. p. 1330. i. 13. 1 Tim. vi. 3. Tit. i. 1. Accedat Alphons. Turretin. de Fundament. hæc ratio, quod uti in omnibus discic. iii. p. 10, II.

plinis, sic etiam in Scripturis essenu Rom. xv. 4.

tialia et oikeia religionis, sive axiomata * Omnia quæ in Scripturis occur- sive præcepta, a commentariis sint runt non sunt æquead salutarem fidem, distinguenda. Multa enim ibi tracaut ad unionem ac communionem Ec- tantur occasionaliter, non ex professo, per cognitionem, ut vocant, divisivam, sect. 3. p. 172. in ordine ad Deum et spiritualia. “ Such as pastors are not bound to Voetius, Disput. 5. Conf. Hoornbeeck. “ teach their flocks, nor their flocks lib. i. c. 9. p. 188. Puffendorf. sect. “ bound to know and remember; no 60. Spanheim. tom. iii. p. 1330. Tur- nor the pastors themselves to know retin. p. 7, 11.

“ them or believe them, or not to disy “ Accidental, circumstantial, oc- “ believe them, absolutely and always, “casional objects of faith, millions “ but then only when they do see and “ whereof there are in holy Scripture : “ know them to be delivered in Scrip“ such as are to be believed not for “ ture as Divine revelations." Chilthemselves, but because they are lingworth, ibid. p. 173. “ joined with others that are necessary

ż “ To acknowledge any propo“ to be believed, and are delivered by “sition to be of Divine revelation and “the same authority which delivered authority, and yet to deny or dis" these." Chillingworth, chap. iv. believe it, is to offend against this

I may further add, that the rule which I have been here considering appears to be faulty in defect, as well as in excess : for as every Scripture tenet is not fundamental, so neither does Scripture, strictly speaking, contain all fundamental truths. The certainty of the canon in general, and the authenticity of the sacred code,are fundamental articles, and are previous to those which Scrip. ture itself contains : and our obligation to receive them resolves into this fundamental principle of natural religion, that we are bound to receive with reverence whatever God shall sufficiently make known to us as his law, word, and will. But I proceed.

III. A third pretended rule for determining fundamentals is to admit every thing expressly taught in Scripture, and nothing but what is so: which differs from the former, as there is a difference between saying every thing taught, and every thing expressly taught. However this rule also is faulty, and that both in excess and defect. It is faulty in excess, as making many more fundamentals than there really are: for there may be thousands of very erpress verities in holy Scripture which in themselves are not fundamental, having no immediate connection with the Christian covenant, no direct concern with or influence upon faith, worship, or morality. It is faulty likewise in the other extreme, of defect, as not taking in all that is really fundamental. The sense of Scripture is Scripture ; and such sense may be certain and indubitable, when it is not erpress : and if the point of doctrine contained in it be of the important kind, nearly affecting the vitals of Christianity, it is a fundamental article. Some consequences are so direct, plain, and immediate, that they even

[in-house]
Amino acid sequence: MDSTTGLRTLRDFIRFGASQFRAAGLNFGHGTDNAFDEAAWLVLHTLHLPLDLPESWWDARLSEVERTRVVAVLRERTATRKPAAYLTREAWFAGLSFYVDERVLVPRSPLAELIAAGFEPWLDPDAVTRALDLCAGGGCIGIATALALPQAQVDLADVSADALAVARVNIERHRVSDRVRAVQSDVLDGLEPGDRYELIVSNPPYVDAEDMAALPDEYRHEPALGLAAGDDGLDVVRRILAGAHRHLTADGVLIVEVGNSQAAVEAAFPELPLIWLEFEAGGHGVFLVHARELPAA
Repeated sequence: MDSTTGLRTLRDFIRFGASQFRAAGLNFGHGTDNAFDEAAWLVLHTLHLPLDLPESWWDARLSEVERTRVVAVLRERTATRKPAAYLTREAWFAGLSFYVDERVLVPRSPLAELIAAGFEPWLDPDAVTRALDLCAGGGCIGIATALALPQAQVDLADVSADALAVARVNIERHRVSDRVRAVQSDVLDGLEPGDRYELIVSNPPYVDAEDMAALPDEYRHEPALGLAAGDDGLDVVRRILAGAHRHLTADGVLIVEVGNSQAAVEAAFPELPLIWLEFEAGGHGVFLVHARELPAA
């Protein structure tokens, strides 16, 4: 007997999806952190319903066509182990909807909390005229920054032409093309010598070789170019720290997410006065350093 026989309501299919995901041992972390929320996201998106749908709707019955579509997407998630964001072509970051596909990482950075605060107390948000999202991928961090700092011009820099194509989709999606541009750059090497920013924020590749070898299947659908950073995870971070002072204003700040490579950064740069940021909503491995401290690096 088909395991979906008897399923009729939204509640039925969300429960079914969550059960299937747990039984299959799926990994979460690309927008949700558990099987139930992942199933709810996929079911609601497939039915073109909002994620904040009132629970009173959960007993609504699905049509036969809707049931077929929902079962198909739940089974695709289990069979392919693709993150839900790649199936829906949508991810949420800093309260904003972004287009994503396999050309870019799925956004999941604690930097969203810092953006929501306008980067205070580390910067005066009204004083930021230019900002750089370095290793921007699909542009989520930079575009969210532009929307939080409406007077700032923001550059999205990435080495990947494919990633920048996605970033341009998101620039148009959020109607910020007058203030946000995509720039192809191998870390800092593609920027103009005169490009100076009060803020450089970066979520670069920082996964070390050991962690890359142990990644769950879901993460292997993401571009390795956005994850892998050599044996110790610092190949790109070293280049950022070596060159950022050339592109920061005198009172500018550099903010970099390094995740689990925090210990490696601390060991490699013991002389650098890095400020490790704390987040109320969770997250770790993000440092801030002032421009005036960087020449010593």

fundamental article and ground of a In loco Rom. xv. 4. et toto capite “ faith, that God is true. But yet a xiv. fuse docet Paulus infirmos in fide “ great many of the truths revealed tolerandos, neque alium in finem ad“ in the Gospel—a man may be igno- ditur, nam quæcunque scripta sunt &c. rant of, nay disbelieve, without quam ut documentis in Scriptura con“ danger to his salvation ; as is evi- tentis, ad mansuetudinem et toleran«*dent in those who, allowing the au- tiam Christianam erudiamur. Quod thority, differ in the interpretation ipsum ostendit dissensum aliquem in “ and meaning of several texts of capitibus non momentosis, quanquam “Scripture not thought fundamental.” Scripture traditis, haudquaquam caLocke, Reas. of Christianity, vol. ii. pitale esse. Turretin. p. 12. p. 540. fol. Compare p. 580.